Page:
it. Nancy shall go to the ken and fetch it, to make all sure, and I'll lie down and have a snooze while she's gone."
After a great deal of haggling and squabbling, the Jew beat down the amount of the required advance from five pounds to three pounds four and Sixpence, protesting with many solemn asseverations that that would only leave him eighteenpence to keep house with; Mr. Sikes sullenly remarking that if he couldn't get any more he must be content with that, Nancy prepared to accompany him home; while the Dodger and Master Bates put the eatables in the cupboard. The Jew then, taking leave of his affectionate friend, returned homewards, attended by Nancy and the boys, Mr. Sikes meanwhile flinging himself on the bed, and composing himself to sleep away the time until the young lady's return.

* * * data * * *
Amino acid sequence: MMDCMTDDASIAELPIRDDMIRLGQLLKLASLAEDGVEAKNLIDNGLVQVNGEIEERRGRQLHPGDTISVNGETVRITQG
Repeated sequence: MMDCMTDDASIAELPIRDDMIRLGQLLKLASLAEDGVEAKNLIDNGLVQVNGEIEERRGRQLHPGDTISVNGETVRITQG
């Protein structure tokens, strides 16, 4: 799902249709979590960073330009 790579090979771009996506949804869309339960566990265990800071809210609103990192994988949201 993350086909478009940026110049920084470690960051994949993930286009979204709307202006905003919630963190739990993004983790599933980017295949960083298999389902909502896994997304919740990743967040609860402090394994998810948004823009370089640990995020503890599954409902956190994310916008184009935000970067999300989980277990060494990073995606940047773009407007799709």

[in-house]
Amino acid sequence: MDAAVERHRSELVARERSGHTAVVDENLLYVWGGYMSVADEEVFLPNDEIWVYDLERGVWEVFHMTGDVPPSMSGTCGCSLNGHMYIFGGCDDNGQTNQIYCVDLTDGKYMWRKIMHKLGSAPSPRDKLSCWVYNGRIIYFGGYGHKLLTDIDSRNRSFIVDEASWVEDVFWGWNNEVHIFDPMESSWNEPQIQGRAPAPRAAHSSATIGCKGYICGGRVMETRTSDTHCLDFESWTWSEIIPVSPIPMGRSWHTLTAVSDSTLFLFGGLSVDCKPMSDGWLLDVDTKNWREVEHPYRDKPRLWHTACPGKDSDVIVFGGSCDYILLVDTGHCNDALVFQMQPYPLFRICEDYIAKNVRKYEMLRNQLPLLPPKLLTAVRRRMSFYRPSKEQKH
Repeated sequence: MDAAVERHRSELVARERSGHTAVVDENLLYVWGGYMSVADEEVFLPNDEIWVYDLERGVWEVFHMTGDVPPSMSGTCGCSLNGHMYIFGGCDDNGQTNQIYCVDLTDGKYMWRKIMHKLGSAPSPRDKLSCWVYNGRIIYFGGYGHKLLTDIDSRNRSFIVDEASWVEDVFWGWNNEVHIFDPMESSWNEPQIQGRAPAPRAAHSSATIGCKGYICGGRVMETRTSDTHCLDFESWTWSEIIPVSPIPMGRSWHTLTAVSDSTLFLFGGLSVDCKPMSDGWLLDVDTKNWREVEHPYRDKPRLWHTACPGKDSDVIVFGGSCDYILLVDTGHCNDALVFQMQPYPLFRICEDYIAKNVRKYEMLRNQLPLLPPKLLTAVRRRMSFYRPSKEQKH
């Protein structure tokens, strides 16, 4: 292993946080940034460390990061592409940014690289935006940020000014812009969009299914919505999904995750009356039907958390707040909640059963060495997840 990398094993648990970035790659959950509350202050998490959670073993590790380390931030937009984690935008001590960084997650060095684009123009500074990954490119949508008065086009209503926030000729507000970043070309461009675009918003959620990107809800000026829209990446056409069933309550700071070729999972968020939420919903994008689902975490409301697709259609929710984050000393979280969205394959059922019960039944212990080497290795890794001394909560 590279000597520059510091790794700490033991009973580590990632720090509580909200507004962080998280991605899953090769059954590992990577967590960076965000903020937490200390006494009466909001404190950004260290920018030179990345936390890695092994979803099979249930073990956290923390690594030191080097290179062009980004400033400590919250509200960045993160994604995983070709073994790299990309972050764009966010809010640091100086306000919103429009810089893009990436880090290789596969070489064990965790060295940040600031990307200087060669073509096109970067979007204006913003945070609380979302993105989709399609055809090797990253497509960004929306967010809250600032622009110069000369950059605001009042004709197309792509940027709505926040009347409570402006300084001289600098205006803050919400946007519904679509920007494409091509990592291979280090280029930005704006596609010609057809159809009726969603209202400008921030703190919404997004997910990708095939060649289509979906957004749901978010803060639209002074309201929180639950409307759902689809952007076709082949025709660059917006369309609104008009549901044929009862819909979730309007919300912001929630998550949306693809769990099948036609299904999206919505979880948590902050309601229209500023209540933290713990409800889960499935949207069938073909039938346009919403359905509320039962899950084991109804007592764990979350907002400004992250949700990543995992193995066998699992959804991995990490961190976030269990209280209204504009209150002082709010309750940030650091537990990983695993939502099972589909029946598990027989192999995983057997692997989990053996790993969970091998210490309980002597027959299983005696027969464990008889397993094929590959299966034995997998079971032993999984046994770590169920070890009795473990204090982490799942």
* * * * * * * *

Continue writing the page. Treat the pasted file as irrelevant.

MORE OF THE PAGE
In due time they arrived at the Jew's abode, where they found Toby Crackit and Mr. Chitling intent upon their fifteenth game at cribbage, which it is scarcely necessary to say the latter gentleman lost, and with it his fifteenth and